The time has come. Again. Next week the quantum information community from Rio and surrounds will gather at CBPF to show what we’ve been up to this year, what we are planning for 2018. It will be an informal, relaxed, kind of family meeting. The idea of the workshop is to foster more interaction and collaboration among the quantum information/quantum optics researchers in the area.
Information about the event can be found at https://quantumrio.wordpress.com/quantumrioworkshop2/.
Please get in touch if you’re planning on attending (emailing Ruynet, Ernesto or Fernando), so that we can leave a participants list at the reception of CBPF, which is necessary for security purposes.
See you there!
Title: Quantum Algorithm for Simulating the Wave Equation
Authors: Pedro C.S. Costa (CBPF), Stephen Jordan (NIST/Maryland), Aaron Ostrander (Maryland)
Abstract: We present a quantum algorithm for simulating the wave equation under Dirichlet and Neumann boundary conditions. The algorithm uses Hamiltonian simulation and quantum linear system algorithms as subroutines. It relies on factorizations of discretized Laplacian operators to allow for improved scaling in truncation errors and improved scaling for state preparation relative to general purpose linear differential equation algorithms. We also consider using Hamiltonian simulation for Klein-Gordon equations and Maxwell’s equations.
Title: Reversing the thermodynamic arrow of time using quantum correlations
Authors: Kaonan Micadei, John P. S. Peterson, Alexandre M. Souza, Roberto S. Sarthour, Ivan S. Oliveira, Gabriel T. Landi, Tiago B. Batalhão, Roberto M. Serra, Eric Lutz
Abstract: The second law permits the prediction of the direction of natural processes, thus defining a thermodynamic arrow of time. However, standard thermodynamics presupposes the absence of initial correlations between interacting systems. We here experimentally demonstrate the reversal of the arrow of time for two initially quantum correlated spins-1/2, prepared in local thermal states at different temperatures, employing a Nuclear Magnetic Resonance setup. We observe a spontaneous heat flow from the cold to the hot system. This process is enabled by a trade off between correlations and entropy that we quantify with information-theoretical quantities.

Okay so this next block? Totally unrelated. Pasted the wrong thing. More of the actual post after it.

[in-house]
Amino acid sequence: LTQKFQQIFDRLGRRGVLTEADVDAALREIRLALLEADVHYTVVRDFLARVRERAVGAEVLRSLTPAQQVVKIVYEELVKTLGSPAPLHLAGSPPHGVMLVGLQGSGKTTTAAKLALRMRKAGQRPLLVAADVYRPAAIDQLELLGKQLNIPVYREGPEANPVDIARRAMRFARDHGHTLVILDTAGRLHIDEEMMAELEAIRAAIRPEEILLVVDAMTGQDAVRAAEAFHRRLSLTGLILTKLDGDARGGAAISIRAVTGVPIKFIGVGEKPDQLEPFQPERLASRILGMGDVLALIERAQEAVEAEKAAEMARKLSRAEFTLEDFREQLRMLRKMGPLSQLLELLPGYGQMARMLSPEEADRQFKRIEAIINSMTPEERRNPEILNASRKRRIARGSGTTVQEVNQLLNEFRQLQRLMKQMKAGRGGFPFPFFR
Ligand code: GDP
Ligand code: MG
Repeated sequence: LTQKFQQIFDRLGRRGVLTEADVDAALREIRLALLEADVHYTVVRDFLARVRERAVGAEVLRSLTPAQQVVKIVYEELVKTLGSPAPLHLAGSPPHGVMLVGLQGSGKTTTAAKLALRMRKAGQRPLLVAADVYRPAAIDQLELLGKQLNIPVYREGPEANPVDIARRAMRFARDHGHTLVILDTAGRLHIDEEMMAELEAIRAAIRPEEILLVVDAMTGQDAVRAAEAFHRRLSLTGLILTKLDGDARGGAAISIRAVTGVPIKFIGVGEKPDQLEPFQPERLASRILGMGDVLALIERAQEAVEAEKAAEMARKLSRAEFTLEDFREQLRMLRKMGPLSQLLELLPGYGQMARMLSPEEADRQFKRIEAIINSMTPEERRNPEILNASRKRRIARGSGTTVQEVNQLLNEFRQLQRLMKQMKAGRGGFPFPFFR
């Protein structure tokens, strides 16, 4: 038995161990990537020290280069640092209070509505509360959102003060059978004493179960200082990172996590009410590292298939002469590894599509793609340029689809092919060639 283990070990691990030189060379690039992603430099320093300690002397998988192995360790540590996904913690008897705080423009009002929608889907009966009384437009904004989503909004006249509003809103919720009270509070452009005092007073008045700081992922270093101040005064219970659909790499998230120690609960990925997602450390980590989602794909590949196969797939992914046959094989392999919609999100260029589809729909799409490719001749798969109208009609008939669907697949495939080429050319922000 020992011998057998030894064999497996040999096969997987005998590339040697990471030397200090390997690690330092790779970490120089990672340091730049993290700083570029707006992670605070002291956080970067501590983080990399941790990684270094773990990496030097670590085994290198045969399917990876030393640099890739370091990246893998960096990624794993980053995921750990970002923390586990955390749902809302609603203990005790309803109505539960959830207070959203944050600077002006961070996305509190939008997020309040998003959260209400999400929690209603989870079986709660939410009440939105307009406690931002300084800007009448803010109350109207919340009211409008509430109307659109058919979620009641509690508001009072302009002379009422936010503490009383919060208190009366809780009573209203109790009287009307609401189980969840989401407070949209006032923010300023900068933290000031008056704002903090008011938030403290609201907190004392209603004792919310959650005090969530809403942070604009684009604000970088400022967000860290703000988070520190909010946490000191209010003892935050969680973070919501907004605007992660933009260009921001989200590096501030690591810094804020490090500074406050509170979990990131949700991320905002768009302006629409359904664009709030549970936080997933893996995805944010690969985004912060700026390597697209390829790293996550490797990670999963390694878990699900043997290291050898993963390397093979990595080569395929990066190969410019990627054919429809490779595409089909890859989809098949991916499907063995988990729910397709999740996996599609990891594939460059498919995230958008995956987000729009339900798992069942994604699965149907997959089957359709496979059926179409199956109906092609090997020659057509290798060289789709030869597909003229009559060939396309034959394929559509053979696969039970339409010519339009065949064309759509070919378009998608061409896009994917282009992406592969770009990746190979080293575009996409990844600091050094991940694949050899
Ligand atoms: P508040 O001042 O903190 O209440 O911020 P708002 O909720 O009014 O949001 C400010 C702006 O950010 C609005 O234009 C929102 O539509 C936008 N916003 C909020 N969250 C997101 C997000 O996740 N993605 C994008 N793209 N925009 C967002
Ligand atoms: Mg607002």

Our next talk in the series QM Talks@CBPF will be delivered by Alexandre B. Tacla (Glasgow). Alexandre has many interests, and a broad knowledge. In this talk he will tell us about his recent results on how to deal with complex many-body systems in an efficient way.
Note that this week, due to the holiday celebrating the Proclamation of the Republic in Brazil on Wednesday, the talk will be on Monday. See the full info below, and be sure to not miss this talk!
Title: Particle-correlated states: A non-perturbative treatment beyond mean field
Speaker: Alexandre B. Tacla (Glasgow)
Coordinates: room 601C, CBPF. 13.11 (Monday), 16h00
Abstract: Many useful properties of dilute Bose gases at ultralow temperatures are predicted precisely by the (mean-field) product-state Ansatz, in which all particles are in the same single-particle state. However, in situations where particle-particle correlations become important, this technique fails and more sophisticated…